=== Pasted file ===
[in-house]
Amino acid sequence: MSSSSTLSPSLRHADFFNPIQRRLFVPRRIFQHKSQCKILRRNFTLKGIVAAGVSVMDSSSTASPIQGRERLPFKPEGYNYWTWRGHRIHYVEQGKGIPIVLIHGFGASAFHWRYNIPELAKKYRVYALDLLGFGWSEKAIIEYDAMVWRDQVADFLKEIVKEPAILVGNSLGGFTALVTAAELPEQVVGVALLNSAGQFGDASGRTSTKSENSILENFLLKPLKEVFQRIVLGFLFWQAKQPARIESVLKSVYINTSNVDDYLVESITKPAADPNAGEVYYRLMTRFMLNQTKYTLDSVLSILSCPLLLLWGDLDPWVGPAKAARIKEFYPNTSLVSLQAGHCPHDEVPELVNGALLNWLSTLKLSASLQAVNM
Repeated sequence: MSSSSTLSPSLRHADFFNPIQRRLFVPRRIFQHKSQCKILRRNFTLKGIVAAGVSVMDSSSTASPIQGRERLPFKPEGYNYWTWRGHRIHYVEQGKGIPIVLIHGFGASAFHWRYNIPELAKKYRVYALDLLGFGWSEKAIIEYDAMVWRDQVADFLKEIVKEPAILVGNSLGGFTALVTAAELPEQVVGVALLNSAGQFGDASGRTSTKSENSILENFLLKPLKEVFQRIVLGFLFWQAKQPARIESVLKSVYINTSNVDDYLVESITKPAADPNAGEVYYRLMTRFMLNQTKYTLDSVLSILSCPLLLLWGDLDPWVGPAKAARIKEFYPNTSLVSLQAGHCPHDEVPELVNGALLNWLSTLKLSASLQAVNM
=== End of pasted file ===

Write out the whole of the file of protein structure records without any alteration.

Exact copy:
[in-house]
Amino acid sequence: MSSSSTLSPSLRHADFFNPIQRRLFVPRRIFQHKSQCKILRRNFTLKGIVAAGVSVMDSSSTASPIQGRERLPFKPEGYNYWTWRGHRIHYVEQGKGIPIVLIHGFGASAFHWRYNIPELAKKYRVYALDLLGFGWSEKAIIEYDAMVWRDQVADFLKEIVKEPAILVGNSLGGFTALVTAAELPEQVVGVALLNSAGQFGDASGRTSTKSENSILENFLLKPLKEVFQRIVLGFLFWQAKQPARIESVLKSVYINTSNVDDYLVESITKPAADPNAGEVYYRLMTRFMLNQTKYTLDSVLSILSCPLLLLWGDLDPWVGPAKAARIKEFYPNTSLVSLQAGHCPHDEVPELVNGALLNWLSTLKLSASLQAVNM
Repeated sequence: MSSSSTLSPSLRHADFFNPIQRRLFVPRRIFQHKSQCKILRRNFTLKGIVAAGVSVMDSSSTASPIQGRERLPFKPEGYNYWTWRGHRIHYVEQGKGIPIVLIHGFGASAFHWRYNIPELAKKYRVYALDLLGFGWSEKAIIEYDAMVWRDQVADFLKEIVKEPAILVGNSLGGFTALVTAAELPEQVVGVALLNSAGQFGDASGRTSTKSENSILENFLLKPLKEVFQRIVLGFLFWQAKQPARIESVLKSVYINTSNVDDYLVESITKPAADPNAGEVYYRLMTRFMLNQTKYTLDSVLSILSCPLLLLWGDLDPWVGPAKAARIKEFYPNTSLVSLQAGHCPHDEVPELVNGALLNWLSTLKLSASLQAVNM